Quantcast
Environmental News for a Healthier Planet and Life

Help Support EcoWatch

World’s Deepest Blue Hole Discovered in South China Sea

Popular
World’s Deepest Blue Hole Discovered in South China Sea

Chinese scientists believe they have discovered the deepest "blue hole" on the planet.

"Dragon Hole," in the Paracel Islands—which are disputed islands claimed by China, Taiwan and Vietnam—is reported to be 987 feet deep, according to Chin's state-run news agency Xinhua. The blue hole—a giant pit in the sea that is known for its distinctive blue color—previously thought to be the deepest is Dean's Blue Hole in the Bahamas. Dragon Hole is more than 300 feet deeper than Dean's Blue Hole.


Scientists have already found 20 species of fish in the hole, according to the Sansha Ship Course Research Institute for Coral Protection. The institute enlisted a robot, equipped with a depth sensor, to explore the blue hole.

"Dragon Hole" could also provide scientists "detailed records of how the climate or water level changes over tens of thousands of years," Yang Zuosheng, of Ocean University of China, told CCTV.

"Once we have that data, we can deduct the patten of evolution for climate change in the South China Sea, including its ecosystem, hydrological system and its landform," he said.

Local officials said they plan to protect the "Dragon Hole," which they formally named Sansha Yongle Blue Hole.

"We will strive to protect the natural legacy left by the Earth," Xu Zhifei, vice mayor of Sansha City, told Xinhua.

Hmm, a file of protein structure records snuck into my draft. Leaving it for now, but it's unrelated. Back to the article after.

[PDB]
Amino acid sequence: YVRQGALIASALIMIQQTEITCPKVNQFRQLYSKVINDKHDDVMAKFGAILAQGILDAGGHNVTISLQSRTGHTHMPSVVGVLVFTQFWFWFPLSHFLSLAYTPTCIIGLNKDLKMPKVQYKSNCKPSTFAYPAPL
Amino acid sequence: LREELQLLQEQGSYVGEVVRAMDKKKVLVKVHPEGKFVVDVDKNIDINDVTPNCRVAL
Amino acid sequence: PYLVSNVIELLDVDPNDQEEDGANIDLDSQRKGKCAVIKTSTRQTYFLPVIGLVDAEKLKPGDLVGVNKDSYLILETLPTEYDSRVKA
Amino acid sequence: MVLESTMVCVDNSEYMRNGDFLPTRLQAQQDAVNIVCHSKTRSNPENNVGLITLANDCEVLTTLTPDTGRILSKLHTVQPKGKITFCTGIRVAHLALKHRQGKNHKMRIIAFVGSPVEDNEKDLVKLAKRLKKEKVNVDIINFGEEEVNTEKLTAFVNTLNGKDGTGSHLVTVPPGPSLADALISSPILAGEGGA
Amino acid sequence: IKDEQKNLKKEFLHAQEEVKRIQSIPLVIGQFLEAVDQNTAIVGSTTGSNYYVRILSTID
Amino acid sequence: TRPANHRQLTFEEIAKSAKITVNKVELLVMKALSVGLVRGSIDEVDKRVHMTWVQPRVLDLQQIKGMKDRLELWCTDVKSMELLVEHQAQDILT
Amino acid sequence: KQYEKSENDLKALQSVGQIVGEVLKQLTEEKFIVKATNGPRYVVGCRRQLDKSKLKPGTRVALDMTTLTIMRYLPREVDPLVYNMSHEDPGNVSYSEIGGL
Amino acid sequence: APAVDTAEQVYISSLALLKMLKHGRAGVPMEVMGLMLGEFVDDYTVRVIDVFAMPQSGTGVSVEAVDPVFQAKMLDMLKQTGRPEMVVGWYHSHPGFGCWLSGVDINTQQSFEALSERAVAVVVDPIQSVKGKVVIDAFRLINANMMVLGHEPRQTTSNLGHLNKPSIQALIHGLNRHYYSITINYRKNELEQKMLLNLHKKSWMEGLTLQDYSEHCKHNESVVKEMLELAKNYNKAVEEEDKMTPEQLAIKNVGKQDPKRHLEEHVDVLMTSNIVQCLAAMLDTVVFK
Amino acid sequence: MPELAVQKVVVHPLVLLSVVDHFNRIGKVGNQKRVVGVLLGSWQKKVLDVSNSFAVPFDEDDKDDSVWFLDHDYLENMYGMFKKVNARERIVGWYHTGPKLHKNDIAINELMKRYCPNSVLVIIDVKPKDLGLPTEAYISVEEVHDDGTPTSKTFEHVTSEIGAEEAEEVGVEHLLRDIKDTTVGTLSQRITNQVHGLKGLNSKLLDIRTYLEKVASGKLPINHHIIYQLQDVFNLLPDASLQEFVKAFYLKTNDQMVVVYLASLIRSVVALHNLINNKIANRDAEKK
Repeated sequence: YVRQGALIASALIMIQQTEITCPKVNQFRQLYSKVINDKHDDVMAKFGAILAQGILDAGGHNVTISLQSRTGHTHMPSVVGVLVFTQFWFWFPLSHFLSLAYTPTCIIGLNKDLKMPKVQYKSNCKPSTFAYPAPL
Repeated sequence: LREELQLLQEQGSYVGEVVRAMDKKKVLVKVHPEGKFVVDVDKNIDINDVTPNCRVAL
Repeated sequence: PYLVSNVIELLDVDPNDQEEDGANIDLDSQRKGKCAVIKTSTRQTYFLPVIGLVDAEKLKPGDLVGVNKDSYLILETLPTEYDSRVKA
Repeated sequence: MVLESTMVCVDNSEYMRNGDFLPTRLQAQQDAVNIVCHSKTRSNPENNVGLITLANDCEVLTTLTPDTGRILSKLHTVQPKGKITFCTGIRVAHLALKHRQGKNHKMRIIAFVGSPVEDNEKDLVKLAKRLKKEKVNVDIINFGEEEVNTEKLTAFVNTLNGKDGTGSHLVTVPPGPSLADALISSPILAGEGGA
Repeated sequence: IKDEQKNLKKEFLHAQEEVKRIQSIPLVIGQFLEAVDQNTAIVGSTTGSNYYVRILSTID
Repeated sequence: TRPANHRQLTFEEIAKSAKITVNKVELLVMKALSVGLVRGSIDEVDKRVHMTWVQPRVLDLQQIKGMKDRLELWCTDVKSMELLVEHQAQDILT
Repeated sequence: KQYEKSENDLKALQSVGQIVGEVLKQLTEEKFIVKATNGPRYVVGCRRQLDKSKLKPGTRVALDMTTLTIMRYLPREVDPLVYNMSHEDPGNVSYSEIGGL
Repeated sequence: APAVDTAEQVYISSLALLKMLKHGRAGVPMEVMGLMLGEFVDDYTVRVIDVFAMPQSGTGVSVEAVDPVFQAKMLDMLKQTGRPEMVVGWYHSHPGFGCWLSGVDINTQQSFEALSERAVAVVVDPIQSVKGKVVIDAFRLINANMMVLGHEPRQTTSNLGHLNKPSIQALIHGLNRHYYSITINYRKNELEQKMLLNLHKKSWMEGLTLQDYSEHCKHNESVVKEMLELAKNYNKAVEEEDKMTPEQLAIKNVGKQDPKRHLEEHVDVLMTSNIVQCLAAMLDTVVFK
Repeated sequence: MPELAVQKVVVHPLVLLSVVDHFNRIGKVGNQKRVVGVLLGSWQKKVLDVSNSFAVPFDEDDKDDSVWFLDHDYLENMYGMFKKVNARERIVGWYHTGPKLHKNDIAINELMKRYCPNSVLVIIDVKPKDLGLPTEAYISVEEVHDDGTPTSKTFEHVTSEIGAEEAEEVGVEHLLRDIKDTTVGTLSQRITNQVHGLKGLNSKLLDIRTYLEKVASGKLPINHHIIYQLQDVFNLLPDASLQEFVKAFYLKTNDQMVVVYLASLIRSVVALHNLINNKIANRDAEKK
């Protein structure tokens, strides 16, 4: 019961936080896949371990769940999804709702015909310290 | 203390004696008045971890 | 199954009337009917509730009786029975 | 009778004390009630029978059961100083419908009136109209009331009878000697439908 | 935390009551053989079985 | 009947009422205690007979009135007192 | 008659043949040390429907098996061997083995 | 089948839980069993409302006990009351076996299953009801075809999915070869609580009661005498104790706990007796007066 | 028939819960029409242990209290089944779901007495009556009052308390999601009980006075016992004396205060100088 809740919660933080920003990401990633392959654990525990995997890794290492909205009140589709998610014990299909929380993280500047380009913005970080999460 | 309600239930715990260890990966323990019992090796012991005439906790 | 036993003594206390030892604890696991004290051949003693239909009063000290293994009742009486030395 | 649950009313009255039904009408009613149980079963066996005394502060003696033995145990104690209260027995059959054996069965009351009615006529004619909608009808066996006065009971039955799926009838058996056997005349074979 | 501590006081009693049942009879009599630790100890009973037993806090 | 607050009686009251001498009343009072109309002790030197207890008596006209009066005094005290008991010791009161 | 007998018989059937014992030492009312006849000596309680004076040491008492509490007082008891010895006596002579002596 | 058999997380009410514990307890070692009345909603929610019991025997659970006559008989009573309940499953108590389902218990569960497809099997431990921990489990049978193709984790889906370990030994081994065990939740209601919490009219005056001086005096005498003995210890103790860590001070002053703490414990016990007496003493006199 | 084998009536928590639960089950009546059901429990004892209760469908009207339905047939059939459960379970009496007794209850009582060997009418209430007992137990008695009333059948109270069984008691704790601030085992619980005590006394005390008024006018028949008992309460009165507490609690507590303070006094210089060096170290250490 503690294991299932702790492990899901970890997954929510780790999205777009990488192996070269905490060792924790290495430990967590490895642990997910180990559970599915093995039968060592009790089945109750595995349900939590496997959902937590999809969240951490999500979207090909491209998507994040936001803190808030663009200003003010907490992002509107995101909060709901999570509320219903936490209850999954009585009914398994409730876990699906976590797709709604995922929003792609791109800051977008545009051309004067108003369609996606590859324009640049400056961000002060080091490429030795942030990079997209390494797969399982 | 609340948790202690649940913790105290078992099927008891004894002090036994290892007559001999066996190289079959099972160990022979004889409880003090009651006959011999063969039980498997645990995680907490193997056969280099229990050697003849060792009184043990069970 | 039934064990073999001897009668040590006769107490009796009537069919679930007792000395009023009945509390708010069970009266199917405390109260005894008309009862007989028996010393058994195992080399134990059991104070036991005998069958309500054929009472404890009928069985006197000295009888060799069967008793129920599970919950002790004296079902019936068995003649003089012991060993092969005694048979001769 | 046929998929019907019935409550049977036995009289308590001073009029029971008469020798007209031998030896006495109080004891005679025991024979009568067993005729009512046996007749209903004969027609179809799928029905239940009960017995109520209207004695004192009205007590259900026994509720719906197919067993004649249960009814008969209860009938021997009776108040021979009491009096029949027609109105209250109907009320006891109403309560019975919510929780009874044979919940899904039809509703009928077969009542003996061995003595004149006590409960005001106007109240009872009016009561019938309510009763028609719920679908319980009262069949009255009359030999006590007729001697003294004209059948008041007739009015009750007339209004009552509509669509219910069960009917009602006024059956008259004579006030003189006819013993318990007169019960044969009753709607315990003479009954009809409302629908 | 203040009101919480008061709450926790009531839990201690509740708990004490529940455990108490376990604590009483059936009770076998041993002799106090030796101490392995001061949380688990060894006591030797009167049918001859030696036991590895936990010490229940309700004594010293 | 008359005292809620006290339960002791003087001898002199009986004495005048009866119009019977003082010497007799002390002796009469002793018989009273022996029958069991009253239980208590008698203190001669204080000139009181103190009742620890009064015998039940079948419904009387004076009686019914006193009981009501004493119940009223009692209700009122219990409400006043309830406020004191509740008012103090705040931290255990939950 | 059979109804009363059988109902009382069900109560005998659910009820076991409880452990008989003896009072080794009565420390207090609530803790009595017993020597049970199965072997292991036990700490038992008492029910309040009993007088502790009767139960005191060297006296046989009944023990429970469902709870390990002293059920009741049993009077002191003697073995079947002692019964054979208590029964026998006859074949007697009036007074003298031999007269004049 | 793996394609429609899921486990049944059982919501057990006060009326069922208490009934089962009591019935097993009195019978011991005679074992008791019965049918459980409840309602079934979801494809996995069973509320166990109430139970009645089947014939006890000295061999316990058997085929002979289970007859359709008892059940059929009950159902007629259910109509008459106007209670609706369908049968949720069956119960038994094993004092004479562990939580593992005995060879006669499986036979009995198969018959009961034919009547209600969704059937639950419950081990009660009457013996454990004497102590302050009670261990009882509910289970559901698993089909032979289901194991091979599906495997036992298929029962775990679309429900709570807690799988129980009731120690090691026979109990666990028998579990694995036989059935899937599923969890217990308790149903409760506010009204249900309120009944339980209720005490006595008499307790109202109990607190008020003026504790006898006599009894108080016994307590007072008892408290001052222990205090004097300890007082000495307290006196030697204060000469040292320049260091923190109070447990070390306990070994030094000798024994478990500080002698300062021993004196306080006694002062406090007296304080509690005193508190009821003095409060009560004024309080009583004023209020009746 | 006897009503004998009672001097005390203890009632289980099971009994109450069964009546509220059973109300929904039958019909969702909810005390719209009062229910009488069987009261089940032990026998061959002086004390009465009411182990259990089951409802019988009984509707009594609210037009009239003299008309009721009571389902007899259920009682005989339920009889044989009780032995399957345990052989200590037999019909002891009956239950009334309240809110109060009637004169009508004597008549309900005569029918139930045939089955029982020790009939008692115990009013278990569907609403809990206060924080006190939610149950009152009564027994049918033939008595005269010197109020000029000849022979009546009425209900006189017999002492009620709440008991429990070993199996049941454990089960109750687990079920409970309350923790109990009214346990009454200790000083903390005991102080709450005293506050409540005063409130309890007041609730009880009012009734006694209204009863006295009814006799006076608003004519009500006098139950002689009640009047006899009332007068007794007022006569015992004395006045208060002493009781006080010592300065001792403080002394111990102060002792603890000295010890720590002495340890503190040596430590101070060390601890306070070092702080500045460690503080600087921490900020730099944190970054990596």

The wildfires that roared through Eastern Washington in September had a devastating impact on an extremely endangered species of rabbit.

Read More Show Less

EcoWatch Daily Newsletter

A protestor in NYC holds up a sign that reads, "November Is Coming" on June 14, 2020 in reference to voting in the 2020 presidential election. Ira L. Black / Corbis / Getty Images

By Mark Hertsgaard

What follows are not candidate endorsements. Rather, this nonpartisan guide aims to inform voters' choices, help journalists decide what races to follow, and explore what the 2020 elections could portend for climate action in the United States in 2021 and beyond.

Read More Show Less

Trending

Activists fight a peat fire in Siberia in September. ALEXANDER NEMENOV / AFP via Getty Images

The wildfires that ignited in the Arctic this year started earlier and emitted more carbon dioxide than ever before.

Read More Show Less
A metapopulation project in South Africa has almost doubled the population of cheetahs in less than nine years. Ken Blum / Wikimedia Commons / CC by 3.0

By Tony Carnie

South Africa is home to around 1,300 of the world's roughly 7,100 remaining cheetahs. It's also the only country in the world with significant cheetah population growth, thanks largely to a nongovernmental conservation project that depends on careful and intensive human management of small, fenced-in cheetah populations. Because most of the reserves are privately funded and properly fenced, the animals benefit from higher levels of security than in the increasingly thinly funded state reserves.

Read More Show Less
A new super enzyme feeds on the type of plastic that water and soda bottles are made of, polyethylene terephthalate (PET). zoff-photo / iStock / Getty Images Plus

Scientists are on the brink of scaling up an enzyme that devours plastic. In the latest breakthrough, the enzyme degraded plastic bottles six times faster than previous research achieved, as The Guardian reported.

Read More Show Less

Support Ecowatch